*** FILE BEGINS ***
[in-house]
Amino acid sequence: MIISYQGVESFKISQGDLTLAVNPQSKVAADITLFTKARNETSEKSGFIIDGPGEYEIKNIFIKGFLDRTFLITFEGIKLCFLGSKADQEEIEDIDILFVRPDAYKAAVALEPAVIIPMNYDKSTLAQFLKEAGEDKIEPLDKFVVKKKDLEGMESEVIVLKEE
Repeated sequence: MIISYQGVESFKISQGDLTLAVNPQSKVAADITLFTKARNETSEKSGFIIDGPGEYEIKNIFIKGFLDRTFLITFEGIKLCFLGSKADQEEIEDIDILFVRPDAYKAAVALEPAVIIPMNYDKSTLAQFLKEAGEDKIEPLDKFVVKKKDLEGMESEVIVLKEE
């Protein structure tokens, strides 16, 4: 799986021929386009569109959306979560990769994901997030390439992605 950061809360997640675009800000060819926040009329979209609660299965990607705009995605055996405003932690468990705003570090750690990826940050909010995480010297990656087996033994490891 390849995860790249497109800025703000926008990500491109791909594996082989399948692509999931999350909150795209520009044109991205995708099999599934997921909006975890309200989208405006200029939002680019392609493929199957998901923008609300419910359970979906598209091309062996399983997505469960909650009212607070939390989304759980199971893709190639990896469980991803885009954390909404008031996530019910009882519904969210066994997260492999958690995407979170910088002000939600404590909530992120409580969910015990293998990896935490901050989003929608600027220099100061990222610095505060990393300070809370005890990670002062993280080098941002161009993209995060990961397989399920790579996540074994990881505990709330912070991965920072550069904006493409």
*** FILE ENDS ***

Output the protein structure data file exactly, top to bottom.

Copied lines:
[in-house]
Amino acid sequence: MIISYQGVESFKISQGDLTLAVNPQSKVAADITLFTKARNETSEKSGFIIDGPGEYEIKNIFIKGFLDRTFLITFEGIKLCFLGSKADQEEIEDIDILFVRPDAYKAAVALEPAVIIPMNYDKSTLAQFLKEAGEDKIEPLDKFVVKKKDLEGMESEVIVLKEE
Repeated sequence: MIISYQGVESFKISQGDLTLAVNPQSKVAADITLFTKARNETSEKSGFIIDGPGEYEIKNIFIKGFLDRTFLITFEGIKLCFLGSKADQEEIEDIDILFVRPDAYKAAVALEPAVIIPMNYDKSTLAQFLKEAGEDKIEPLDKFVVKKKDLEGMESEVIVLKEE
């Protein structure tokens, strides 16, 4: 799986021929386009569109959306979560990769994901997030390439992605 950061809360997640675009800000060819926040009329979209609660299965990607705009995605055996405003932690468990705003570090750690990826940050909010995480010297990656087996033994490891 390849995860790249497109800025703000926008990500491109791909594996082989399948692509999931999350909150795209520009044109991205995708099999599934997921909006975890309200989208405006200029939002680019392609493929199957998901923008609300419910359970979906598209091309062996399983997505469960909650009212607070939390989304759980199971893709190639990896469980991803885009954390909404008031996530019910009882519904969210066994997260492999958690995407979170910088002000939600404590909530992120409580969910015990293998990896935490901050989003929608600027220099100061990222610095505060990393300070809370005890990670002062993280080098941002161009993209995060990961397989399920790579996540074994990881505990709330912070991965920072550069904006493409």